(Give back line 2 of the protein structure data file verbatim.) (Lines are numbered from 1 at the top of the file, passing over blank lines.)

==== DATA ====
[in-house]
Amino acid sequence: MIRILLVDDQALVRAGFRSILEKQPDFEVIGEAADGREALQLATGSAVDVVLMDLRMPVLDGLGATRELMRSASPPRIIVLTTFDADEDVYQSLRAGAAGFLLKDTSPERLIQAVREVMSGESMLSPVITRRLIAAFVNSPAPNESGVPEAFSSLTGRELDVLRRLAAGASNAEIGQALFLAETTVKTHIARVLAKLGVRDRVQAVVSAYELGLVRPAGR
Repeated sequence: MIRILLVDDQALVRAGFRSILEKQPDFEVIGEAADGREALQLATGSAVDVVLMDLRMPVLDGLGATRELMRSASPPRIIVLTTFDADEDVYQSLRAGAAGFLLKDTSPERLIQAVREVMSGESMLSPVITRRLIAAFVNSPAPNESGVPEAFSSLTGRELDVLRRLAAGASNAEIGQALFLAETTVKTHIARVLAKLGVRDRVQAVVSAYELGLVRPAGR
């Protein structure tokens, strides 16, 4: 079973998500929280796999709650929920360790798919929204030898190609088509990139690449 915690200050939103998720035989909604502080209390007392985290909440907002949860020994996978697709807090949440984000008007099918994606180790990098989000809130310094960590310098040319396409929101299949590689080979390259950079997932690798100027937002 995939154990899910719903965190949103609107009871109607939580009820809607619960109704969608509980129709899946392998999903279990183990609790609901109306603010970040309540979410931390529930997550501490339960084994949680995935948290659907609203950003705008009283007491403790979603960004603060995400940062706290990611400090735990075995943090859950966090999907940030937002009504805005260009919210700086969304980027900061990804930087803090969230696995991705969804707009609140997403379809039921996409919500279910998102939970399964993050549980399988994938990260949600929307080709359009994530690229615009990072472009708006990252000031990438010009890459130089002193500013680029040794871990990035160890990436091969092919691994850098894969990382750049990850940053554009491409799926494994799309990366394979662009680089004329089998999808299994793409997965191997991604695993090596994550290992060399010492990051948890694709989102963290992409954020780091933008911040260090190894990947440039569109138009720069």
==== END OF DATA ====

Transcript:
Amino acid sequence: MIRILLVDDQALVRAGFRSILEKQPDFEVIGEAADGREALQLATGSAVDVVLMDLRMPVLDGLGATRELMRSASPPRIIVLTTFDADEDVYQSLRAGAAGFLLKDTSPERLIQAVREVMSGESMLSPVITRRLIAAFVNSPAPNESGVPEAFSSLTGRELDVLRRLAAGASNAEIGQALFLAETTVKTHIARVLAKLGVRDRVQAVVSAYELGLVRPAGR